Typology is relevant for understanding many Old Testament quotations and allusions that we find in the New Testament. In a recent post, we looked at an example of typology from Matthew’s Gospel. Here is another one.
“And she will bear a son, and you will call his name Jesus, for he will save his people from their sins. And all this happened so that what was spoken by the Lord through the prophet might be fulfilled, ‘Behold the virgin will conceive and give birth to a son, and they will call his name Immanuel,’ which is translated, ‘God with us’” (Matthew 1:21-23 with quote from Isaiah 7:14).
The use of Isaiah 7:14 in Matthew 1:21-23 is probably another example of typology, although some interpreters would regard Matthew’s use of Isaiah 7:14 as direct prophecy. Why is it probably an instance of typology?
What is happening in Isaiah 7-8?
Ahaz, the king of Judah, finds himself being attacked by Rezin, the king of Aram, and Pekah, the king of Israel (Isa. 7:1-9). In light of this threat, God sends Isaiah to Ahaz to give him a sign. Ahaz refuses to request a sign, so God gives him one in Isaiah 7:14-16. A virgin will bear a child and call his name Immanuel. Before he is old enough “to refuse evil and choose good,” the lands of Ahaz’s two opponents will be forsaken (7:15-16). Then, in Isaiah 8:3, Isaiah’s wife, the prophetess, conceives and gives birth to a son. The Lord says to name him, “Swift is the booty, speedy is the prey” (see 8:1, 3 NASB), because the boy will not be old enough to say “my father” or “my mother,” before Damascus (Rezin’s capital city) and Samaria (Pekah’s capital city) are conquered by the king of Assyria.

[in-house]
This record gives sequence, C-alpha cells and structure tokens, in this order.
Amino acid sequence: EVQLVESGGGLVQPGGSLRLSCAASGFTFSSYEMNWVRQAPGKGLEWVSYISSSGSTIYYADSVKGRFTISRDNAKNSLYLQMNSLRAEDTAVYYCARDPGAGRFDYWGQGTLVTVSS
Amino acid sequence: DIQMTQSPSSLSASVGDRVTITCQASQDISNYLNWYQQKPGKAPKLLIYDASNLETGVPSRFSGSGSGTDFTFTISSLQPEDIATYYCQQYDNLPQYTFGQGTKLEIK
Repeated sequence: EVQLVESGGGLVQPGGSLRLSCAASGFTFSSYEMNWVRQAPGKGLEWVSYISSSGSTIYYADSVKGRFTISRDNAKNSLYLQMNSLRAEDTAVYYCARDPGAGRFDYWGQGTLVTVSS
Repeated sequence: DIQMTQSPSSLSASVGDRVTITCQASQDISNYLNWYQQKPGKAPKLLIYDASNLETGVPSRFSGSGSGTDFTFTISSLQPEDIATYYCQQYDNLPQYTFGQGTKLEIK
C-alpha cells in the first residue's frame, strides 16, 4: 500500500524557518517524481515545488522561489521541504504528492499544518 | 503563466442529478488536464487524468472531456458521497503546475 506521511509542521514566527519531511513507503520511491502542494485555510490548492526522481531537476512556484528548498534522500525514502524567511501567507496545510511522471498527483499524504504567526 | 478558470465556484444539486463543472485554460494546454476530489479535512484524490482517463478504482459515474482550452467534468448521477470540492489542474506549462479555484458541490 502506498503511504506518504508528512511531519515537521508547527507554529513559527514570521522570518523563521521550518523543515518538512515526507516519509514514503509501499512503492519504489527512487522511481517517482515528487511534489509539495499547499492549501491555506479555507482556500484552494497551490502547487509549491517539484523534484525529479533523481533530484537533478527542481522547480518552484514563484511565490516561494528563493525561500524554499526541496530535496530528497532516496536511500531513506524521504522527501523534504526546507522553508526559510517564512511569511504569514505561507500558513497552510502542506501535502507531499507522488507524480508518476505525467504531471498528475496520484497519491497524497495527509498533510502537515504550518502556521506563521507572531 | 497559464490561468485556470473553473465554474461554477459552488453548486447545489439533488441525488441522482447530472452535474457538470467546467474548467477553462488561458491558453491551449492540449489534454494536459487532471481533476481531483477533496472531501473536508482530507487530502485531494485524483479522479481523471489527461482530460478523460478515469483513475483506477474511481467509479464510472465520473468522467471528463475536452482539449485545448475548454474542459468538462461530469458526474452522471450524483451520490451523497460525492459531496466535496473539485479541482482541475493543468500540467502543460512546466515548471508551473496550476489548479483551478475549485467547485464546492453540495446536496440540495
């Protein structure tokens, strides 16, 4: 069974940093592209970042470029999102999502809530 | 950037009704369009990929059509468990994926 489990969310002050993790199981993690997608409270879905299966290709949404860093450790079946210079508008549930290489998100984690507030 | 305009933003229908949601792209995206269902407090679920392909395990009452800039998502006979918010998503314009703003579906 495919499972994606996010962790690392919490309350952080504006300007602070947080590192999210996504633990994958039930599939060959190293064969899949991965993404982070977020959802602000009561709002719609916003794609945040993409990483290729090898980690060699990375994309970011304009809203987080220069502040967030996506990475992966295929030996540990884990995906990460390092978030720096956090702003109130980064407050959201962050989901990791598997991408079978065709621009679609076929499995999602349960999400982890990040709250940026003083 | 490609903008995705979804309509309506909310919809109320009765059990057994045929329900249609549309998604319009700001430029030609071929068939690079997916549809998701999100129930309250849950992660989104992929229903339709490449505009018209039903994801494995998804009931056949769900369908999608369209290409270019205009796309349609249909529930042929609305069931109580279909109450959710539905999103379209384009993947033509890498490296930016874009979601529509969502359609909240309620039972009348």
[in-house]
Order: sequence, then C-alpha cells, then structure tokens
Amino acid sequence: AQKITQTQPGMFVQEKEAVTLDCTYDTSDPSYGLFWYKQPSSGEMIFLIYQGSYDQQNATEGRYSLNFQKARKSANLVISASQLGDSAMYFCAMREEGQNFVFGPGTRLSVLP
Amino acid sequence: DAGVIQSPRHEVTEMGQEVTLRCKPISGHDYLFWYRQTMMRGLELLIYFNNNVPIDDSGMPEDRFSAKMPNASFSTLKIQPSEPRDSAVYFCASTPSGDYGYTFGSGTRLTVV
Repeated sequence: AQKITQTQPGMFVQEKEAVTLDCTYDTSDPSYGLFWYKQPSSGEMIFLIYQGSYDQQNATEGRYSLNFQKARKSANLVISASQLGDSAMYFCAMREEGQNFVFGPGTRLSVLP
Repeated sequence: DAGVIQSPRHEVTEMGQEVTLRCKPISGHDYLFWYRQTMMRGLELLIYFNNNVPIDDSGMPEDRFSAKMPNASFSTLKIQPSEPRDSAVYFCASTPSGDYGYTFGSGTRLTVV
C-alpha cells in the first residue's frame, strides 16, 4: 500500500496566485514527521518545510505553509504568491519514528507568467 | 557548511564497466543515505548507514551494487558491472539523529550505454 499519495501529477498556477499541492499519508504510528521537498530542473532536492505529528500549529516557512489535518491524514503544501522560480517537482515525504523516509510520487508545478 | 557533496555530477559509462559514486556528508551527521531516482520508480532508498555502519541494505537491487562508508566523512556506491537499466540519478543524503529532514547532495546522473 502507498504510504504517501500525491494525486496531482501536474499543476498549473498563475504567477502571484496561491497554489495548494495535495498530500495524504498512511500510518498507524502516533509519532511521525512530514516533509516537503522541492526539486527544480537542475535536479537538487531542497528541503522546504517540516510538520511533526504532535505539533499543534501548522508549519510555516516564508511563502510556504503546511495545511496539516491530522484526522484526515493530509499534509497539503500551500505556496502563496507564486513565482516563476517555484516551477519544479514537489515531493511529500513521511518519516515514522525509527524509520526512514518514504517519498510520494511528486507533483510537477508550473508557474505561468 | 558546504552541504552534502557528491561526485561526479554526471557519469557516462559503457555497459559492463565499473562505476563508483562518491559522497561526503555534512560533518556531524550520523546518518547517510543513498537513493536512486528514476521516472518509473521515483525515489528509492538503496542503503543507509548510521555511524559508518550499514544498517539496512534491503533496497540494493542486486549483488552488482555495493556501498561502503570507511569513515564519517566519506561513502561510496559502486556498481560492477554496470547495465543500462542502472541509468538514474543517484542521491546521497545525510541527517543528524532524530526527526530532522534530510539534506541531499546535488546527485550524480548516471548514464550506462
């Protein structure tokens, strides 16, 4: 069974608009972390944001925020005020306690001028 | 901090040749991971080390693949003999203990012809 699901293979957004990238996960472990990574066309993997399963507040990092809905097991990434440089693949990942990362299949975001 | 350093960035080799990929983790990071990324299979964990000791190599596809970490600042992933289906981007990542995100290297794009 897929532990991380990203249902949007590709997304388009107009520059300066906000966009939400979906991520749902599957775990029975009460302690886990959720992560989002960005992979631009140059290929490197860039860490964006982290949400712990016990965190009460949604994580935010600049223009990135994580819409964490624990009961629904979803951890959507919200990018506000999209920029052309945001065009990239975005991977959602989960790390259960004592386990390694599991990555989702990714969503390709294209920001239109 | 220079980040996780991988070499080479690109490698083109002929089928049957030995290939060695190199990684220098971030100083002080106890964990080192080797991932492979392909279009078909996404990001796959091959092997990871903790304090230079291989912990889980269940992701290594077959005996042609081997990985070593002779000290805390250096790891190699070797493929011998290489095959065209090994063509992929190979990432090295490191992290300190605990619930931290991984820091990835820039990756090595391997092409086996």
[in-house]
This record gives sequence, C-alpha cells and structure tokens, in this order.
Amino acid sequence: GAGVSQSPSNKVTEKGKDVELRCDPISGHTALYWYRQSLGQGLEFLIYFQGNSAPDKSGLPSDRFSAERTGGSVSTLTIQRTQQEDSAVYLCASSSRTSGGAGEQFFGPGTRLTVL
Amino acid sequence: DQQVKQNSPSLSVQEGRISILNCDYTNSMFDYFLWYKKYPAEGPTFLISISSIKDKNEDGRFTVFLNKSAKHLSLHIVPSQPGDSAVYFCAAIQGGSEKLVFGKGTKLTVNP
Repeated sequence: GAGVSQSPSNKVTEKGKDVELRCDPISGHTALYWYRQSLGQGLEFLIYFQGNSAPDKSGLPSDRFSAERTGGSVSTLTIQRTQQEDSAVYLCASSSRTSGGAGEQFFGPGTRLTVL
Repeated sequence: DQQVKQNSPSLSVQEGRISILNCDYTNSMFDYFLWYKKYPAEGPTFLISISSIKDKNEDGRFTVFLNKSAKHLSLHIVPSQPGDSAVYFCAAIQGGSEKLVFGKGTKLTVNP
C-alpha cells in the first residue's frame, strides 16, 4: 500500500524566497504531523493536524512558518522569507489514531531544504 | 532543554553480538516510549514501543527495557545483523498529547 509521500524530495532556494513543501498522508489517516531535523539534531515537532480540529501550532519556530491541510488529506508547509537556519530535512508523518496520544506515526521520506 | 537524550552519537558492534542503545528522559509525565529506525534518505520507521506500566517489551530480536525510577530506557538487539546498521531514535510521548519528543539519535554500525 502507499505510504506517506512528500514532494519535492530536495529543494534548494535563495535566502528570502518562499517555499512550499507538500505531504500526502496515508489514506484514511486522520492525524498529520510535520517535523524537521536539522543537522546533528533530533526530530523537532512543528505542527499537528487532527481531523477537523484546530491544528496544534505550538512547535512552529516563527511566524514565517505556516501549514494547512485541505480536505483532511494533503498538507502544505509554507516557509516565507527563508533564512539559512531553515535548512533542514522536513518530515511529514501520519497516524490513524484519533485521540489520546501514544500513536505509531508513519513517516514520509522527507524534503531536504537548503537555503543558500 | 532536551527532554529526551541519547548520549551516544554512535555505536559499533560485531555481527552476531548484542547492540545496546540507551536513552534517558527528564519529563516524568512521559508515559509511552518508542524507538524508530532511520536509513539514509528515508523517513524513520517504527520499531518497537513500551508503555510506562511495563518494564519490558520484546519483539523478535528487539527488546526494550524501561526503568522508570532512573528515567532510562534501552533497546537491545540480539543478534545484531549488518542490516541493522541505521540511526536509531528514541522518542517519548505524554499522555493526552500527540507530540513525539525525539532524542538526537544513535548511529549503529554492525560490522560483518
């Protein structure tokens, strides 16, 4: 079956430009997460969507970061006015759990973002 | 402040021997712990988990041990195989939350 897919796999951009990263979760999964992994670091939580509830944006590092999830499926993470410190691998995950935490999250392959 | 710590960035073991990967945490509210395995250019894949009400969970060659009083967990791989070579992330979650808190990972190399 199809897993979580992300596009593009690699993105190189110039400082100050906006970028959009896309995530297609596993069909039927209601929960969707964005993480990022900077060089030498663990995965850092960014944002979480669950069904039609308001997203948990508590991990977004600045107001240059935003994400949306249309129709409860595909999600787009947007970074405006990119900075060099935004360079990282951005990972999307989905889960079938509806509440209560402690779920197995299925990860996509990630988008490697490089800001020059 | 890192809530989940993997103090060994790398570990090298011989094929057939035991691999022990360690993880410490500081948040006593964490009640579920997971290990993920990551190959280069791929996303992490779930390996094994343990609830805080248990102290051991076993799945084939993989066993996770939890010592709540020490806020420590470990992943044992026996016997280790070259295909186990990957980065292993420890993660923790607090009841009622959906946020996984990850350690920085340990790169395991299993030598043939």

Therefore, when one reads Isaiah 8:1-4 alongside of Isaiah 7:1-16, it appears that Isaiah’s son in the sign that God promises in Isaiah 7:14. Isaiah’s son is a sign of salvation for King Ahaz and Judah from their enemies, Rezin (Aram) and Pekah (Israel). These two kings will not manage to conquer Judah and set up a king there to replace Ahaz (Isa. 7:6). Instead, Assyria will conquer both of these nations before that can happen.
How does this relate to Matthew 1:21-23?
In Matthew 1:21, Joseph is supposed to name Mary’s son Jesus, “for he will save his people from their sins.” The name Jesus has to do with salvation. Note the new context. God’s people are in need of salvation, but it is salvation from their sins that they need rather than salvation from their human enemies. The child of the virgin will be the new “Immanuel.” God is with his people to save them.
Reading the Old Testament already prepares us for the need for salvation from sin. One finds plenty of evidence in the Old Testament that it was the sins of God’s people that were the real source of their problems. God repeatedly shows that he can deliver his people from their human enemies. He tells them that he can and will deliver them from their enemies, if they are his faithful and obedient people. If they decide to forsake him and follow in the paths of sin, then they will eventually fall to their enemies. This is what happens to both Israel and Judah.
One can now see why the use of Isaiah 7:14 in Matthew 1:21-23 is probably an instance of typology. The promised child of Isaiah 7:14 is born in 8:1-4. He is a sign of salvation from their human enemies. This provides the type or pattern for the birth of another child, Jesus, who will be the sign of a greater salvation. Through Jesus will come salvation from a more fundamental and devastating enemy, sin itself. How will Jesus save them from their sins? His blood will be poured out “for the forgiveness of sins” (Matt. 26:28).
|Paul Hoskins, That Scripture Might be Fulfilled: Typology and the Death of Christ||D.A. Carson: Matthew, The Expositor’s Bible Commentary|